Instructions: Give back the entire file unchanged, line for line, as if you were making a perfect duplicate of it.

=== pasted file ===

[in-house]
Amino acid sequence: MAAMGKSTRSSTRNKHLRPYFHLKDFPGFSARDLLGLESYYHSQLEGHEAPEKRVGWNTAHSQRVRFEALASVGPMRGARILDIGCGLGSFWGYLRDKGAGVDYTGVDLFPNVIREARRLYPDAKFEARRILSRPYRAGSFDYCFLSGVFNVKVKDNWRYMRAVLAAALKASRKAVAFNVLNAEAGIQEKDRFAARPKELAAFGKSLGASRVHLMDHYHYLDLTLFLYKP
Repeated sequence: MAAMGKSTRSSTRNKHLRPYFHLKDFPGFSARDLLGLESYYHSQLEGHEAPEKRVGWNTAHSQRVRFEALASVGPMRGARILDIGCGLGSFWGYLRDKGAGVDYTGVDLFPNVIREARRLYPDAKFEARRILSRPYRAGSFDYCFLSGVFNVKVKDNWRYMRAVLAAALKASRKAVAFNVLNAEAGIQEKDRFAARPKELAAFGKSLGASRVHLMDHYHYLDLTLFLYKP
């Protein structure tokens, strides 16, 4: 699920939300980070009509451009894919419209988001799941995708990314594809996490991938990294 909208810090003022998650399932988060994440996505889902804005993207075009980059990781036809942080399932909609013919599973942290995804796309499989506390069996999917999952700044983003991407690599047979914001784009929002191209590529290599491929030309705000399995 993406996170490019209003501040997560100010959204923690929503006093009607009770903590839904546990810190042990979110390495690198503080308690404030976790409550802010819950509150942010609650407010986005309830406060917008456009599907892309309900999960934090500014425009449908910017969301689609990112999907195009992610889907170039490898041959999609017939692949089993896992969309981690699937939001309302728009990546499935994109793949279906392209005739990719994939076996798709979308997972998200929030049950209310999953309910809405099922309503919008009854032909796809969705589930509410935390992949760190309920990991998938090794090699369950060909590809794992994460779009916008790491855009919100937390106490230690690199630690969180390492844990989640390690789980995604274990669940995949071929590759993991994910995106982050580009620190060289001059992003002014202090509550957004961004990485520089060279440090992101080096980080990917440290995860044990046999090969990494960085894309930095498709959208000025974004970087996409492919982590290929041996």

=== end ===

[in-house]
Amino acid sequence: MAAMGKSTRSSTRNKHLRPYFHLKDFPGFSARDLLGLESYYHSQLEGHEAPEKRVGWNTAHSQRVRFEALASVGPMRGARILDIGCGLGSFWGYLRDKGAGVDYTGVDLFPNVIREARRLYPDAKFEARRILSRPYRAGSFDYCFLSGVFNVKVKDNWRYMRAVLAAALKASRKAVAFNVLNAEAGIQEKDRFAARPKELAAFGKSLGASRVHLMDHYHYLDLTLFLYKP
Repeated sequence: MAAMGKSTRSSTRNKHLRPYFHLKDFPGFSARDLLGLESYYHSQLEGHEAPEKRVGWNTAHSQRVRFEALASVGPMRGARILDIGCGLGSFWGYLRDKGAGVDYTGVDLFPNVIREARRLYPDAKFEARRILSRPYRAGSFDYCFLSGVFNVKVKDNWRYMRAVLAAALKASRKAVAFNVLNAEAGIQEKDRFAARPKELAAFGKSLGASRVHLMDHYHYLDLTLFLYKP
């Protein structure tokens, strides 16, 4: 699920939300980070009509451009894919419209988001799941995708990314594809996490991938990294 909208810090003022998650399932988060994440996505889902804005993207075009980059990781036809942080399932909609013919599973942290995804796309499989506390069996999917999952700044983003991407690599047979914001784009929002191209590529290599491929030309705000399995 993406996170490019209003501040997560100010959204923690929503006093009607009770903590839904546990810190042990979110390495690198503080308690404030976790409550802010819950509150942010609650407010986005309830406060917008456009599907892309309900999960934090500014425009449908910017969301689609990112999907195009992610889907170039490898041959999609017939692949089993896992969309981690699937939001309302728009990546499935994109793949279906392209005739990719994939076996798709979308997972998200929030049950209310999953309910809405099922309503919008009854032909796809969705589930509410935390992949760190309920990991998938090794090699369950060909590809794992994460779009916008790491855009919100937390106490230690690199630690969180390492844990989640390690789980995604274990669940995949071929590759993991994910995106982050580009620190060289001059992003002014202090509550957004961004990485520089060279440090992101080096980080990917440290995860044990046999090969990494960085894309930095498709959208000025974004970087996409492919982590290929041996």